Most of us today are accustomed to a classroom of students who are all in the same grade. This is called a single-grade classroom. When a teacher teaches a classroom of students of different ages and grade levels, this is called a multi-grade classroom.
When some hear that we are offering multi-grade classrooms, this may catch them off guard. But it ought to win their keen attention because a multi-grade classroom can offer benefits not easily replicated in a single-grade classroom. To explain these benefits is the purpose of this newsletter.
Background and History of Multi-grade
Which nation boasts the highest literacy rate in the world? It’s New Zealand, a nation where multi-grade classrooms are common today, just as they once were in America.
“Rural America has its own history of multi-age one- or–two-room schoolhouse. The one-room schoolhouse offered certain attributes that were very sound educationally. First of all, children remained with the same teacher and primarily the same class of students for multiple years. School was a stable and a reliable environment for the children. Second, the mix of ages and abilities provided optimum opportunities for
student collaboration as older students served as role models. There was no apparent ceiling on the content taught, discussed, or overheard with the room, which benefited older students by design and younger students more incidentally.”
If multi-grade classrooms are so beneficial, why the shift to single-grade classrooms? The answer may shock you: mass production. The concept of single-graded classrooms actually began in 1848 in industrialized Massachusetts as a way to “educate more children for less money.” In other words, the students’ welfare was not the foremost reason when an “assembly line concept” of education entered the classroom. “The practice of our present system (of single-graded classrooms) did not evolve from any research base... but it evolved and became a deeply ingrained tradition more by accident and economics.”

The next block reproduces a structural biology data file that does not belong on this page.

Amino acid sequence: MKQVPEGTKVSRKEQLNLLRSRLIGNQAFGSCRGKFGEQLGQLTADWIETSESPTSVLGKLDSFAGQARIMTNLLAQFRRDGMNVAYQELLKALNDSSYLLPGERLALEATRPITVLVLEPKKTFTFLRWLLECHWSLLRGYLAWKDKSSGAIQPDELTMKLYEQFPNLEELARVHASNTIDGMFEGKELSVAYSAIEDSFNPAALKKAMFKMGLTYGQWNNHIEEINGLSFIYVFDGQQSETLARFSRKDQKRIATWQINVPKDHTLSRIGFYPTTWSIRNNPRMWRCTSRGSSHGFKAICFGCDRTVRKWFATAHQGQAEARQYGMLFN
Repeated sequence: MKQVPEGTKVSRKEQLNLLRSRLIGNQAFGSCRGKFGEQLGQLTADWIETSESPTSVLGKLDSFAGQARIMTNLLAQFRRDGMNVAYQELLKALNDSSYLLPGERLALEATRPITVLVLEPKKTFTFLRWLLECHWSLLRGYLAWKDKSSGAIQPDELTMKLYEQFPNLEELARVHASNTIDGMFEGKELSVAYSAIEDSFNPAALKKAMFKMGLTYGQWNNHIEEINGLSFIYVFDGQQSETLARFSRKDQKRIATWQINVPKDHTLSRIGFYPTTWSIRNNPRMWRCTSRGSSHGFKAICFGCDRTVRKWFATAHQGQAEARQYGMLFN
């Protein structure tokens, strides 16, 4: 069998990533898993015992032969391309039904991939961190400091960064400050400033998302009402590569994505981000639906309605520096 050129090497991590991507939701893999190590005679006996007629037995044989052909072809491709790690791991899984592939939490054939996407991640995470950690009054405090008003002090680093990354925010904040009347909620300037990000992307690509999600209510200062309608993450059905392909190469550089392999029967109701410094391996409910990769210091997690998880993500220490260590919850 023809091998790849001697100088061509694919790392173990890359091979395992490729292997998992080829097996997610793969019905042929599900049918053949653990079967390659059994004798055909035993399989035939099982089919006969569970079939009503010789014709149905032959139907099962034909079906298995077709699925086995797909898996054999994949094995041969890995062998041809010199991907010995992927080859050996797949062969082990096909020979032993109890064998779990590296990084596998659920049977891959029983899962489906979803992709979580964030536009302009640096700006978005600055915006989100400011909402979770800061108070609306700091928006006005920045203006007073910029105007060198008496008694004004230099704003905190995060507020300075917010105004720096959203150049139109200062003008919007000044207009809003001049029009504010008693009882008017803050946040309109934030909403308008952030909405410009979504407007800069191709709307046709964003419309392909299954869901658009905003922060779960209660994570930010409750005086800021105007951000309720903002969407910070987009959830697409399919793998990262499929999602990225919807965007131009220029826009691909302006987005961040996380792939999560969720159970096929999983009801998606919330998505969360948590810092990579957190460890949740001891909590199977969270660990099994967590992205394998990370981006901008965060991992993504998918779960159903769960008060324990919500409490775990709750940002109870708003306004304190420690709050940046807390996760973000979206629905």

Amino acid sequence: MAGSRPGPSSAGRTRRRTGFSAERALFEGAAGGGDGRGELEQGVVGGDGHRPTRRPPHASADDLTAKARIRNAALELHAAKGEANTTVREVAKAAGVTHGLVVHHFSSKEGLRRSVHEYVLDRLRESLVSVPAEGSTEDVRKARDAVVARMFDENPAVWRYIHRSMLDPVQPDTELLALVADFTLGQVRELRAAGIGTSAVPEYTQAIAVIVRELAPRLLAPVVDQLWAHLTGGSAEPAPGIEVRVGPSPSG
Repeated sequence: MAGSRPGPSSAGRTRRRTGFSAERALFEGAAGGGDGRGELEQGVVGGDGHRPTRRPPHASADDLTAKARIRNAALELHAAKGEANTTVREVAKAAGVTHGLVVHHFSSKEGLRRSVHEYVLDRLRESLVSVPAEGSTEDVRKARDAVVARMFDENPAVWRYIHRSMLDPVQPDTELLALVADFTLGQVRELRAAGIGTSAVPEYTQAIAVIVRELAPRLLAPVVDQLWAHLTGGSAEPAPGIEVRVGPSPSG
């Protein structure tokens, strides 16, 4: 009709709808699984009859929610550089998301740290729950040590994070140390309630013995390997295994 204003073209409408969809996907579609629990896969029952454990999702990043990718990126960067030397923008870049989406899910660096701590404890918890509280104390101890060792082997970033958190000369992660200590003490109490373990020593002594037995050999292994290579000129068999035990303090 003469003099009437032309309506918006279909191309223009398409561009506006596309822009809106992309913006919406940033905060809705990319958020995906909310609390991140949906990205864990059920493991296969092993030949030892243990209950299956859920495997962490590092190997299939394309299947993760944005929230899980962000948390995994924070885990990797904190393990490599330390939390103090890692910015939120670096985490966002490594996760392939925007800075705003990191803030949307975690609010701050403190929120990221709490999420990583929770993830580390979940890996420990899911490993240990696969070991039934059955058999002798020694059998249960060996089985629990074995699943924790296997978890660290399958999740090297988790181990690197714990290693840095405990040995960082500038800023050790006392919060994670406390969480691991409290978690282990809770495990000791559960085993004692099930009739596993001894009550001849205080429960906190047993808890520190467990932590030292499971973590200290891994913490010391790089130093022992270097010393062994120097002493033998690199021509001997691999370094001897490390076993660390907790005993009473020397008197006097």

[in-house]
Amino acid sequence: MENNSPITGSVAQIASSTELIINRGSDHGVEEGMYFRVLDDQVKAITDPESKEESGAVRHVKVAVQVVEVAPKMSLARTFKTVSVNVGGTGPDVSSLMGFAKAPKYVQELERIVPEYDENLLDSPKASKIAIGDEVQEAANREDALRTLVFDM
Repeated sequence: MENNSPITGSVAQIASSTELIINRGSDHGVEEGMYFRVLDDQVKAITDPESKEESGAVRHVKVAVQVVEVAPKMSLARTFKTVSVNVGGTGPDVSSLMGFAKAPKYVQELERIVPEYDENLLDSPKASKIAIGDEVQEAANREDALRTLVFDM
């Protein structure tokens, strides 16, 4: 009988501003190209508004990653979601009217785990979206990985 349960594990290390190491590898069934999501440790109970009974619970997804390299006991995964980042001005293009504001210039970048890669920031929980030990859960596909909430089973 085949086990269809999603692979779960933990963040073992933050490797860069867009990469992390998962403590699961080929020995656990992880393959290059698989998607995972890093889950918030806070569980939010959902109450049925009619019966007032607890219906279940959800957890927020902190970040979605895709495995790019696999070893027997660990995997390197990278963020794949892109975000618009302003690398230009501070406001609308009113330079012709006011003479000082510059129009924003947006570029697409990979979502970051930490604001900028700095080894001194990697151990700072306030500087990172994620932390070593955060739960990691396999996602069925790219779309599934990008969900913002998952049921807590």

Economic concerns affecting classrooms in the 1850’s are still weighing on classrooms today. “One major reason people find it plausible that schools are inadequately funded is that they know many schools aren’t performing well . There are factors besides spending that contribute to school performance.The soonerAmericans realize that schools...would not perform substantially better if they had more money...the sooner we can have a productive debate on how to make the system work better.”
This productive debate is best supported by research. Modern research into how students learn has exponentially multiplied in recent years. “Now that we have the scientific knowledge and empirical evidence to document the major differences in anatomical structure, neurological development, and the chemical and hormonal climate in developing boys and girls, we can innovate and sustain [the] educational techniques that bring the greatest benefit to all our children...”
Interestingly, this modern research is leading educators to employ teaching methodology that is inherent to a multi-grade classroom. “The more we learned [about multi-grade classrooms], the more we realized that grouping children like a family is a more logical and humane way to raise children, educationally speaking. And frankly, we are highly impressed with the effect the family-grouped classroom had upon our at- risk learners, our gifted learners, our late bloomers and everyone in between. Does that sound too good to be true? Think, for a minute. Isn’t family the oldest, most time tested, most successful model within the realm of human existence? Families are the children’s first and foremost learning area, are they not?” And as a Bible-believing people, we know what the Lord has taught us about the important role family has in time and eternity.
*information WELS system